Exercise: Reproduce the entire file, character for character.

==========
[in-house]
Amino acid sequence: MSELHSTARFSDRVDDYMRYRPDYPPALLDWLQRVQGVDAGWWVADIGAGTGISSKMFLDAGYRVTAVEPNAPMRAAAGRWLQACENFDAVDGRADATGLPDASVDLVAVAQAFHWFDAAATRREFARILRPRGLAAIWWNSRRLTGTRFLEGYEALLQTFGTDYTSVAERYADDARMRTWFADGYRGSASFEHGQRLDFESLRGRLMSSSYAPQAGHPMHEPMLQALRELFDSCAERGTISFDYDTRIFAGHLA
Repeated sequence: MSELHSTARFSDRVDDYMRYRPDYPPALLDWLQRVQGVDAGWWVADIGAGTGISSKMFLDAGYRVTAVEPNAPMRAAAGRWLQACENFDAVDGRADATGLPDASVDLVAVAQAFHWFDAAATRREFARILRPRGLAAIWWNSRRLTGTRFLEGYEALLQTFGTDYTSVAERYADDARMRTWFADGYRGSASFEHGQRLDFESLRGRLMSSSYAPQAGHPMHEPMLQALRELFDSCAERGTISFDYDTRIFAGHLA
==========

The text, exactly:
[in-house]
Amino acid sequence: MSELHSTARFSDRVDDYMRYRPDYPPALLDWLQRVQGVDAGWWVADIGAGTGISSKMFLDAGYRVTAVEPNAPMRAAAGRWLQACENFDAVDGRADATGLPDASVDLVAVAQAFHWFDAAATRREFARILRPRGLAAIWWNSRRLTGTRFLEGYEALLQTFGTDYTSVAERYADDARMRTWFADGYRGSASFEHGQRLDFESLRGRLMSSSYAPQAGHPMHEPMLQALRELFDSCAERGTISFDYDTRIFAGHLA
Repeated sequence: MSELHSTARFSDRVDDYMRYRPDYPPALLDWLQRVQGVDAGWWVADIGAGTGISSKMFLDAGYRVTAVEPNAPMRAAAGRWLQACENFDAVDGRADATGLPDASVDLVAVAQAFHWFDAAATRREFARILRPRGLAAIWWNSRRLTGTRFLEGYEALLQTFGTDYTSVAERYADDARMRTWFADGYRGSASFEHGQRLDFESLRGRLMSSSYAPQAGHPMHEPMLQALRELFDSCAERGTISFDYDTRIFAGHLA